On the other hand, Mary who wanted a quiet and normal life could not have it until she gave up her super powers. That means having the life she is looking for was conditioned by giving up something which is part of her nature, so she is not free in this decision. This could be connected directly to the embedded social roles of women, which has nothing to do with being a super mother with extraordinary physical powers!
Hancock is generally presented as a violent superhero who has no control over his massive physical strength. In every rescue mission he does, he causes huge destruction to the surroundings. Even when he saved Ray's life, he caused death to another man.  He is also presented as sexually violent in the sex scene where you can see a condensed violent behavior. More over, the woman he was having sex with was just a little girl which implies that he is an assaulter.  Hancock is presented as deviant from social norms and as a man with no identity (he suffers from amnesia, which makes him mad at the whole city) so he does not care what destruction he makes. Being homeless and lonely makes him ethically insensitive, irresponsible and violent towards the whole social structure.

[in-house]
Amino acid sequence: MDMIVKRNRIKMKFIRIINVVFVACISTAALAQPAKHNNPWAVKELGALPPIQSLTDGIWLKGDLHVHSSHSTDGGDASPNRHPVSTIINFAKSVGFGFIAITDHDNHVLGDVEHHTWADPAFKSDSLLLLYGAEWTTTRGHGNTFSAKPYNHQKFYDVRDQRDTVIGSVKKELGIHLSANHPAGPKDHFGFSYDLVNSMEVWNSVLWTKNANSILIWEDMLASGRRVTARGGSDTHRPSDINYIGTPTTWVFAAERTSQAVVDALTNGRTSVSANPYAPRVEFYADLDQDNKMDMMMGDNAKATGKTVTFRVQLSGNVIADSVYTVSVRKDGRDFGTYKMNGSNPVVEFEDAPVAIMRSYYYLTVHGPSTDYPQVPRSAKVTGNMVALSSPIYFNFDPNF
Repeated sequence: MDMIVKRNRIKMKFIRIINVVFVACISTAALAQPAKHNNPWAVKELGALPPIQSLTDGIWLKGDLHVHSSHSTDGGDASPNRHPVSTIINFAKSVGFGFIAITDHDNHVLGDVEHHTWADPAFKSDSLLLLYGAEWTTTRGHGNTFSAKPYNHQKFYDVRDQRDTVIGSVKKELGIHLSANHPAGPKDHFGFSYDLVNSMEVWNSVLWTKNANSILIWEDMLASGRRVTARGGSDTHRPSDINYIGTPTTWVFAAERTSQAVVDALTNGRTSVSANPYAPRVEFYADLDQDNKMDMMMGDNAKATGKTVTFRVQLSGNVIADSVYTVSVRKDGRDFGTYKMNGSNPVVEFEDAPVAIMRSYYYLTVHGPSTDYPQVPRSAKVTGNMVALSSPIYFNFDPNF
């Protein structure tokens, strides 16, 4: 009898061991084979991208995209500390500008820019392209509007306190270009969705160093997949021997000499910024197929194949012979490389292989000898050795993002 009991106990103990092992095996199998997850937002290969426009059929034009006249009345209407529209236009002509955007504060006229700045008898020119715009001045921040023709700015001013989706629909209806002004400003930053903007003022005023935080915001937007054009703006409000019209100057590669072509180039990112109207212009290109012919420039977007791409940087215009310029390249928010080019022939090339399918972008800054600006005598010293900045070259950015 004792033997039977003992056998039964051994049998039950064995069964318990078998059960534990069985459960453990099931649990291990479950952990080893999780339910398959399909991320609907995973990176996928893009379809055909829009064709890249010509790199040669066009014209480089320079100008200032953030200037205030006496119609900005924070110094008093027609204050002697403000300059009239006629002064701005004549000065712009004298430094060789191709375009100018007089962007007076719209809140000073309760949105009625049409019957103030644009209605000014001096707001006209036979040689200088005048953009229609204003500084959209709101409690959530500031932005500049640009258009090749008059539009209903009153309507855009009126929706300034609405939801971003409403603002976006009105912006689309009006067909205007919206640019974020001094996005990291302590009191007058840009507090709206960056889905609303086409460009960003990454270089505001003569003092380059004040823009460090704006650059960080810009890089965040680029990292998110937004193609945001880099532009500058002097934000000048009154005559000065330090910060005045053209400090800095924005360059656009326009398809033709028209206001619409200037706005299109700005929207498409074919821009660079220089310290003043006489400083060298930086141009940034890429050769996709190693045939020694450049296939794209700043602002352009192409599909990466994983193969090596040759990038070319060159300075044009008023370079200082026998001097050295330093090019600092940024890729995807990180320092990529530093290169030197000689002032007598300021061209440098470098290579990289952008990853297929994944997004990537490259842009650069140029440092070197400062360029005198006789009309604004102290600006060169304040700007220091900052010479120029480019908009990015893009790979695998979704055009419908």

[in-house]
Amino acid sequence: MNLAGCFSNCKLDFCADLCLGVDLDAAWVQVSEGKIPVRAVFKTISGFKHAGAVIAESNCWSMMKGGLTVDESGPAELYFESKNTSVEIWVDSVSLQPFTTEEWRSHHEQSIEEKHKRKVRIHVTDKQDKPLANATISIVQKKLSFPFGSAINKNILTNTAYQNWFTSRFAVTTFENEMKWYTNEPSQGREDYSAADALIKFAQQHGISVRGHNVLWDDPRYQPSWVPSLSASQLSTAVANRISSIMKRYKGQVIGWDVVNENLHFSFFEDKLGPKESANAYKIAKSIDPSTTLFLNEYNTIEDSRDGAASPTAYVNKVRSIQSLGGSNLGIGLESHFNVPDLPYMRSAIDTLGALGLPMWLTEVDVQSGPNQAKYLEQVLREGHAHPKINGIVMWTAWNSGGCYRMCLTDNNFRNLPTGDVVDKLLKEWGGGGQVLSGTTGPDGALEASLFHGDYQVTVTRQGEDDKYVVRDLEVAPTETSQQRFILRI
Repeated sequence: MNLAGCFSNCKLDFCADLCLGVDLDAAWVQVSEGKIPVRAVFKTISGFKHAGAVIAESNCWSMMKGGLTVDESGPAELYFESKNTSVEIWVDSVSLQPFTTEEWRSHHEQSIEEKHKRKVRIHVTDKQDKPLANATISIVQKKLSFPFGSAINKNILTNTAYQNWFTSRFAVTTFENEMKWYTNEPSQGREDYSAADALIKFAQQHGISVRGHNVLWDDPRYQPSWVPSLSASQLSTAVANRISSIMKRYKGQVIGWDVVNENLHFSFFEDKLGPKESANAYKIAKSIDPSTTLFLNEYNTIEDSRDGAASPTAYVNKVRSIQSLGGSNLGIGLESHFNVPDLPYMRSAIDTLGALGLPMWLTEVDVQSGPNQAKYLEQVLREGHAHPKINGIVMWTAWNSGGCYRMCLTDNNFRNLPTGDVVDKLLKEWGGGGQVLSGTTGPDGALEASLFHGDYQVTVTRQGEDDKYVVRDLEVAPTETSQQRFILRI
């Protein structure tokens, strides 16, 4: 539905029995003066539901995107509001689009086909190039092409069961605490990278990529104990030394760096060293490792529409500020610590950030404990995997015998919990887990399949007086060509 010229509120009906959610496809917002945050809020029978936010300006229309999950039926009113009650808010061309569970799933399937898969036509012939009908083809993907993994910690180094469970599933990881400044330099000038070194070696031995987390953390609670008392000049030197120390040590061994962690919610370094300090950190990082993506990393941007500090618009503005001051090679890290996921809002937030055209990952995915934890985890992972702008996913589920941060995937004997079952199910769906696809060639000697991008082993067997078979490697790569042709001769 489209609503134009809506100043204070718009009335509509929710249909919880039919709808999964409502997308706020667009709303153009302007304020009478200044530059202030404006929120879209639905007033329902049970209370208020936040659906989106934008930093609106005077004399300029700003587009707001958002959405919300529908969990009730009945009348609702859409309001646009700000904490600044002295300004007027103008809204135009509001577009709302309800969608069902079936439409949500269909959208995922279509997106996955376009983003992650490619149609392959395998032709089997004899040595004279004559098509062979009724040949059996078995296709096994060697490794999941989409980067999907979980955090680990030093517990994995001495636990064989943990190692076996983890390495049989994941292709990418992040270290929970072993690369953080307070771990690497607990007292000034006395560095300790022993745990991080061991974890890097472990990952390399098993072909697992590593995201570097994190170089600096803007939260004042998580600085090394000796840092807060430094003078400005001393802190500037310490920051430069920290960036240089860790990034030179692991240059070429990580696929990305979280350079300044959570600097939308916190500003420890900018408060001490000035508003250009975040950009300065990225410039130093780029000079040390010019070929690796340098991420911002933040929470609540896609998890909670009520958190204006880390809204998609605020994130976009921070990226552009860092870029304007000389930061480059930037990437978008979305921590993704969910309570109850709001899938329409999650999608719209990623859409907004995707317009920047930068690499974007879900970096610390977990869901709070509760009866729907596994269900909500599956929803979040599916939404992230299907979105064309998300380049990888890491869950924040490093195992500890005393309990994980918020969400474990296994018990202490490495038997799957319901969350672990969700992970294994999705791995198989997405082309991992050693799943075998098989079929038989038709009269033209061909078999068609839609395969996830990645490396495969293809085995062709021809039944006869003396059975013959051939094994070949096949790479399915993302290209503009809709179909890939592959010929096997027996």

Ray on the other hand, is far from any kind of violence. He is a quiet man who always stays away from trouble, so we see no violence connected to him except when he defends Hancock and kills the criminal who wanted to kill Hancock. Ray, as a white middle class and family man, lives a perfect life. There is nothing that can get him into trouble.
Mary who traded her super powers for an ordinary family life, needs only be violent with Hancock. This is the only moment she experiences violence. The metaphor is used here to ascertain the stereotypical assumption that white women need to face black man's sexuality with violence. Other than this Mary is happy and satisfied with her life in a stable middle class home with Ray.



Hancock is a movie that reinforces stereotypes related to different kinds of oppression. Hancock, the protagonist, is almost the only black superhero who has a tremendous amount of physical abilities like Spiderman and Superman, yet fails to win people's appreciation. The character is imprisoned in the embedded biased conception of black people by the dominant culture.
Hancock is a movie devoted to alienate otherized, profiled black people; is a promotion of stereotypes. Ray is the typical white supremacist, the source of knowledge, the man who has power on others. Mary's is the typical gender role designed by the social system for women that does not acknowledge women having any other role than being a mother and a house wife. It denies women any super power!